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Pieces of Eight


ECU Reports to General Assembly on Climate

By Christine Neff

North Carolina should anticipate and plan for events related to climate change, particularly in the state’s coastal region, said a special report recently prepared by East Carolina University for the North Carolina General Assembly.

Faculty experts in a variety of disciplines provided material for “Global Warming and Coastal North Carolina.”

“The interdisciplinary nature of this report makes it very educational,” said Steve Culver, an ECU geologist who coordinated the project.

Key findings were that global warming is real, driven in large part by the burning of fossil fuels and emission of greenhouse gases, and that eastern North Carolina faces serious risks. Those risks include rising sea levels, an increase in the severity and frequency of tropical storms, extremes in precipitation, accelerated coastal erosion, as well as social and economic changes that could affect things like public health and tourism.

“As a state, we need to accept that these changes are taking place and adapt to them, rather than maintaining the status quo,” Culver said.

The report was compiled in response to a July 2008 request from Senator Marc Basnight, president Pro Tempore of the N.C. General Assembly. Basnight asked all universities in the UNC system to report on climate change and its potential impact on the state.

In addition, the geology department has released three documents for outreach purposes. The reports, including “North Carolina’s Coasts in Crisis: A Vision for the Future,” have been sent to representatives in the media, government, state agencies and coastal towns and counties.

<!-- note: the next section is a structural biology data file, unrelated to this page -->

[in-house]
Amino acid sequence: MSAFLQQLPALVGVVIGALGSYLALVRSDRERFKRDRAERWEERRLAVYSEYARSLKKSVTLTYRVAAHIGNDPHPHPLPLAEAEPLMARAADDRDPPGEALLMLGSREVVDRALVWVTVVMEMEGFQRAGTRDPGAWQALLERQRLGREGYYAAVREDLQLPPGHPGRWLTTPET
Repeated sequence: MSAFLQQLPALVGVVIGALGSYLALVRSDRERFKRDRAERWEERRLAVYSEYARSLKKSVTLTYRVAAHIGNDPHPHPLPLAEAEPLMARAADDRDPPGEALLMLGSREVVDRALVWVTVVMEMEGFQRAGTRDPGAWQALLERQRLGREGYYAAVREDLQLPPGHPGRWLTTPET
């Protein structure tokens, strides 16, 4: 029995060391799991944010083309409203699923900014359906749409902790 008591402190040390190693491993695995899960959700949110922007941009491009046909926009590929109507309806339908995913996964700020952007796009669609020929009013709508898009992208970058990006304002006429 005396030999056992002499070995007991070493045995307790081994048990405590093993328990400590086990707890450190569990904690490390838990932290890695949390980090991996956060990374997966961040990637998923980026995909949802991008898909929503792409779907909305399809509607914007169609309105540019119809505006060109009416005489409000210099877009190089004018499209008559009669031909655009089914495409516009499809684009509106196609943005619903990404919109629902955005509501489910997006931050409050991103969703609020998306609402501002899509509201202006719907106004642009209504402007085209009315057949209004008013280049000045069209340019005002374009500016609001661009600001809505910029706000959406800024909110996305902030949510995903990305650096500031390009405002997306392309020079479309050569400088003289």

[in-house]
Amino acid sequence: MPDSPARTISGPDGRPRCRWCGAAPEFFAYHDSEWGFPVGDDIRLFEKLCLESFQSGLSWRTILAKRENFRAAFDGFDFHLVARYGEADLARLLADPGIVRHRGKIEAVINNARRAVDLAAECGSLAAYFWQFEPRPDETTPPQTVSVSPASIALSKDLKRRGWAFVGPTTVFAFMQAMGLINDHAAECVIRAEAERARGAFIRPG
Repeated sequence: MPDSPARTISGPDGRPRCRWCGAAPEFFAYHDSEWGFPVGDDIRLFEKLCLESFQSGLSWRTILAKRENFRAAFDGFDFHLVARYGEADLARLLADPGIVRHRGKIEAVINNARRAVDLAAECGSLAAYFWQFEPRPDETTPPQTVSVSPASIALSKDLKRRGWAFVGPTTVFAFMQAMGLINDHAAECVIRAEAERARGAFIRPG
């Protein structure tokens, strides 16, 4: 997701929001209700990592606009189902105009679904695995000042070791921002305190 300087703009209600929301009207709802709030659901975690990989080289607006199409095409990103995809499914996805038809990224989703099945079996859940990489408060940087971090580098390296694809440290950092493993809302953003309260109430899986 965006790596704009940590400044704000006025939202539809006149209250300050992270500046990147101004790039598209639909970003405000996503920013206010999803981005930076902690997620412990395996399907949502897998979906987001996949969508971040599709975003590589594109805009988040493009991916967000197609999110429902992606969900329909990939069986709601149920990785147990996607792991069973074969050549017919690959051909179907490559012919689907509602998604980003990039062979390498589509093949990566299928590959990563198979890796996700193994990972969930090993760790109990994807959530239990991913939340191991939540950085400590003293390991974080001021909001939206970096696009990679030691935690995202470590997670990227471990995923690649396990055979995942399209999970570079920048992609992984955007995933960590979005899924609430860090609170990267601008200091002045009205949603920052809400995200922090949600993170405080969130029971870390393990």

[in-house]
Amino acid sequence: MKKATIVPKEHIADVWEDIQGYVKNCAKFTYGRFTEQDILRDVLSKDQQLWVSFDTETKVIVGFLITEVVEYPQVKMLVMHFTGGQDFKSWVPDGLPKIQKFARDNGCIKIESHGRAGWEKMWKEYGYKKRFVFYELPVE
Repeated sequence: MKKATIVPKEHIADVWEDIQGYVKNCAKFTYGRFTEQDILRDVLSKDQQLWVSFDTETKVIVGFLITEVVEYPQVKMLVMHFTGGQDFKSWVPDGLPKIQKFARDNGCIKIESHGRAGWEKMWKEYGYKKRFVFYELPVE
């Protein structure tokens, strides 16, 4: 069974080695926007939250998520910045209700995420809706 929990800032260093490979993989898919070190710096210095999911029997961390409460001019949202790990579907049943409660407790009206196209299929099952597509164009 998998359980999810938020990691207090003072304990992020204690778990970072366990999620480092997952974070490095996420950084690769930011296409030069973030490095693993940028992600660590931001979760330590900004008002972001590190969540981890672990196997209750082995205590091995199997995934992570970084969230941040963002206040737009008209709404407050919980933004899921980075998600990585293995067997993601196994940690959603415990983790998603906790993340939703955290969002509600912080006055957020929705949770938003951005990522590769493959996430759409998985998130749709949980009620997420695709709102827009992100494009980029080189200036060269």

“People who live at the coast and manage the coast have to make difficult decisions, but they need the geological context to do that,” Culver said. “The idea of this project is to document the last two million years of history in the North Carolina coast. If we understand the past and understand the modern-day coastal processes..., we can project what can possibly happen in the future.”

Lead authors on ECU’s report to the General Assembly were Okmyung Bin (Economics), Jennifer Brewer (Geography), Robert Christian (Biology), D. Reide Corbett (Geology), Scott Curtis (Geography), Bob Edwards (Sociology), Lauriston King (Coastal Science and Policy), Pat Long (Sustainable Tourism), David Mallinson (Geology), Lloyd Novick (Public Health), Mike O’Driscoll (Geology), Stan Riggs (Geology) and John Rummel (Coastal Science and Policy).

This page originally appeared in the Jan. 30, 2009 issue of Pieces of Eight. Complete issue is archived at